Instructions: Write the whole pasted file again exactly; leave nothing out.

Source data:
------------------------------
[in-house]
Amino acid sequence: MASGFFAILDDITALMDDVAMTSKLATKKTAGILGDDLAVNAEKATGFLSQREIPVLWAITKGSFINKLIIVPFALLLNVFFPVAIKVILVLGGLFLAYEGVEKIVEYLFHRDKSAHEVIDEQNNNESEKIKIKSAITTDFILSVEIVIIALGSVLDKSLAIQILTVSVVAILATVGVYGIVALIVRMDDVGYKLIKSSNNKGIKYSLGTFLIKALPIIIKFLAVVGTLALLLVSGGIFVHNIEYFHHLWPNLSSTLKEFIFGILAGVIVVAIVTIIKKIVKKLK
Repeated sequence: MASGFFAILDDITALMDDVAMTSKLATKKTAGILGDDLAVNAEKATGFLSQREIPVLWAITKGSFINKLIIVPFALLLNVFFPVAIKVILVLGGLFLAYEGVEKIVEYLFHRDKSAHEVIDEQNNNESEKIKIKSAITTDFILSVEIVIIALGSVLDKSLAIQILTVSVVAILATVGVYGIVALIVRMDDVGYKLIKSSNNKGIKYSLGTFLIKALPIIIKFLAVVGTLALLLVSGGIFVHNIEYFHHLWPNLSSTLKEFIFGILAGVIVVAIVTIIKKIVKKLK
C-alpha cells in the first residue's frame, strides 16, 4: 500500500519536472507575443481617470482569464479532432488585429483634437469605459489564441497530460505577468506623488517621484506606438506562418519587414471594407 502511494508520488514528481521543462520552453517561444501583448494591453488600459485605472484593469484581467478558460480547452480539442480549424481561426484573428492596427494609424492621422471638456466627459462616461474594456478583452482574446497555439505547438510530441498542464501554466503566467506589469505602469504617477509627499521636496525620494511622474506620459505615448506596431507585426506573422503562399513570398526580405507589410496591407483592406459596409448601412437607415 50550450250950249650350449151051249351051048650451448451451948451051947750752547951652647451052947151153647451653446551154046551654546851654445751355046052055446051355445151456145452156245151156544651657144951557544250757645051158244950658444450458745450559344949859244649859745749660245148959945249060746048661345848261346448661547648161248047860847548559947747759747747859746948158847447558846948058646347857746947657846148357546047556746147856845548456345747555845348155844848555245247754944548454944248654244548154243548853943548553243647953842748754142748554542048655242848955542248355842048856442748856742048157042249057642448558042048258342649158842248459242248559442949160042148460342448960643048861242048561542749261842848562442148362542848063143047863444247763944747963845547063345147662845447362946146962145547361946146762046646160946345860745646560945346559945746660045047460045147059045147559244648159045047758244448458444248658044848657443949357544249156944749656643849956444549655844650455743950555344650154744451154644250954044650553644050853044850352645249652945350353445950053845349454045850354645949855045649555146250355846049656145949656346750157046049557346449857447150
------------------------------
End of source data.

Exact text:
[in-house]
Amino acid sequence: MASGFFAILDDITALMDDVAMTSKLATKKTAGILGDDLAVNAEKATGFLSQREIPVLWAITKGSFINKLIIVPFALLLNVFFPVAIKVILVLGGLFLAYEGVEKIVEYLFHRDKSAHEVIDEQNNNESEKIKIKSAITTDFILSVEIVIIALGSVLDKSLAIQILTVSVVAILATVGVYGIVALIVRMDDVGYKLIKSSNNKGIKYSLGTFLIKALPIIIKFLAVVGTLALLLVSGGIFVHNIEYFHHLWPNLSSTLKEFIFGILAGVIVVAIVTIIKKIVKKLK
Repeated sequence: MASGFFAILDDITALMDDVAMTSKLATKKTAGILGDDLAVNAEKATGFLSQREIPVLWAITKGSFINKLIIVPFALLLNVFFPVAIKVILVLGGLFLAYEGVEKIVEYLFHRDKSAHEVIDEQNNNESEKIKIKSAITTDFILSVEIVIIALGSVLDKSLAIQILTVSVVAILATVGVYGIVALIVRMDDVGYKLIKSSNNKGIKYSLGTFLIKALPIIIKFLAVVGTLALLLVSGGIFVHNIEYFHHLWPNLSSTLKEFIFGILAGVIVVAIVTIIKKIVKKLK
C-alpha cells in the first residue's frame, strides 16, 4: 500500500519536472507575443481617470482569464479532432488585429483634437469605459489564441497530460505577468506623488517621484506606438506562418519587414471594407 502511494508520488514528481521543462520552453517561444501583448494591453488600459485605472484593469484581467478558460480547452480539442480549424481561426484573428492596427494609424492621422471638456466627459462616461474594456478583452482574446497555439505547438510530441498542464501554466503566467506589469505602469504617477509627499521636496525620494511622474506620459505615448506596431507585426506573422503562399513570398526580405507589410496591407483592406459596409448601412437607415 50550450250950249650350449151051249351051048650451448451451948451051947750752547951652647451052947151153647451653446551154046551654546851654445751355046052055446051355445151456145452156245151156544651657144951557544250757645051158244950658444450458745450559344949859244649859745749660245148959945249060746048661345848261346448661547648161248047860847548559947747759747747859746948158847447558846948058646347857746947657846148357546047556746147856845548456345747555845348155844848555245247754944548454944248654244548154243548853943548553243647953842748754142748554542048655242848955542248355842048856442748856742048157042249057642448558042048258342649158842248459242248559442949160042148460342448960643048861242048561542749261842848562442148362542848063143047863444247763944747963845547063345147662845447362946146962145547361946146762046646160946345860745646560945346559945746660045047460045147059045147559244648159045047758244448458444248658044848657443949357544249156944749656643849956444549655844650455743950555344650154744451154644250954044650553644050853044850352645249652945350353445950053845349454045850354645949855045649555146250355846049656145949656346750157046049557346449857447150